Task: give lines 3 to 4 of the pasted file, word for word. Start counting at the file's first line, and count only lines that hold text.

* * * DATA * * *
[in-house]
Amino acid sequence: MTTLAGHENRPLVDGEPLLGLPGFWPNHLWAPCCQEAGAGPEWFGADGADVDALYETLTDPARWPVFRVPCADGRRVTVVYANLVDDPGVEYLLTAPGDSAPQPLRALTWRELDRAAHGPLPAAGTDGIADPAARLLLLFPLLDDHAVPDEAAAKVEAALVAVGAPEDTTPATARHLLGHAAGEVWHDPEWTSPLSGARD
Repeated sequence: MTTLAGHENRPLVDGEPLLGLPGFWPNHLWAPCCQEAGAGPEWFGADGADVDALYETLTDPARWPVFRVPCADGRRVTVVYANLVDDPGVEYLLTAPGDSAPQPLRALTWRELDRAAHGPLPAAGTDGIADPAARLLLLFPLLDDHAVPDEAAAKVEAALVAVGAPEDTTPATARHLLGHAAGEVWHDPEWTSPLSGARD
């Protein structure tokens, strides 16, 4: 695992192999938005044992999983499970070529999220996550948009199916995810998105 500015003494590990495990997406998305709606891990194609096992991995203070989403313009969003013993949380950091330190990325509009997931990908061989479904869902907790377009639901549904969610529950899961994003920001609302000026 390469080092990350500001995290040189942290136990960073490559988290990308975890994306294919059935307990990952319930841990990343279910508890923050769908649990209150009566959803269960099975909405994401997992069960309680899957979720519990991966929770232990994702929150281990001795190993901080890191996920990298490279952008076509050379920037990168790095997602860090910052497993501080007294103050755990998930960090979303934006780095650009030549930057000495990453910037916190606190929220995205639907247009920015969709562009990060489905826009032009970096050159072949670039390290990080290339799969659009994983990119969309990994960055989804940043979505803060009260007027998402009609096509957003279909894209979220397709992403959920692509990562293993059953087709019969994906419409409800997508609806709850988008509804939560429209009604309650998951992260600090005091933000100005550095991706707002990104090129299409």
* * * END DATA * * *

Repeated sequence: MTTLAGHENRPLVDGEPLLGLPGFWPNHLWAPCCQEAGAGPEWFGADGADVDALYETLTDPARWPVFRVPCADGRRVTVVYANLVDDPGVEYLLTAPGDSAPQPLRALTWRELDRAAHGPLPAAGTDGIADPAARLLLLFPLLDDHAVPDEAAAKVEAALVAVGAPEDTTPATARHLLGHAAGEVWHDPEWTSPLSGARD
């Protein structure tokens, strides 16, 4: 695992192999938005044992999983499970070529999220996550948009199916995810998105 500015003494590990495990997406998305709606891990194609096992991995203070989403313009969003013993949380950091330190990325509009997931990908061989479904869902907790377009639901549904969610529950899961994003920001609302000026 390469080092990350500001995290040189942290136990960073490559988290990308975890994306294919059935307990990952319930841990990343279910508890923050769908649990209150009566959803269960099975909405994401997992069960309680899957979720519990991966929770232990994702929150281990001795190993901080890191996920990298490279952008076509050379920037990168790095997602860090910052497993501080007294103050755990998930960090979303934006780095650009030549930057000495990453910037916190606190929220995205639907247009920015969709562009990060489905826009032009970096050159072949670039390290990080290339799969659009994983990119969309990994960055989804940043979505803060009260007027998402009609096509957003279909894209979220397709992403959920692509990562293993059953087709019969994906419409409800997508609806709850988008509804939560429209009604309650998951992260600090005091933000100005550095991706707002990104090129299409």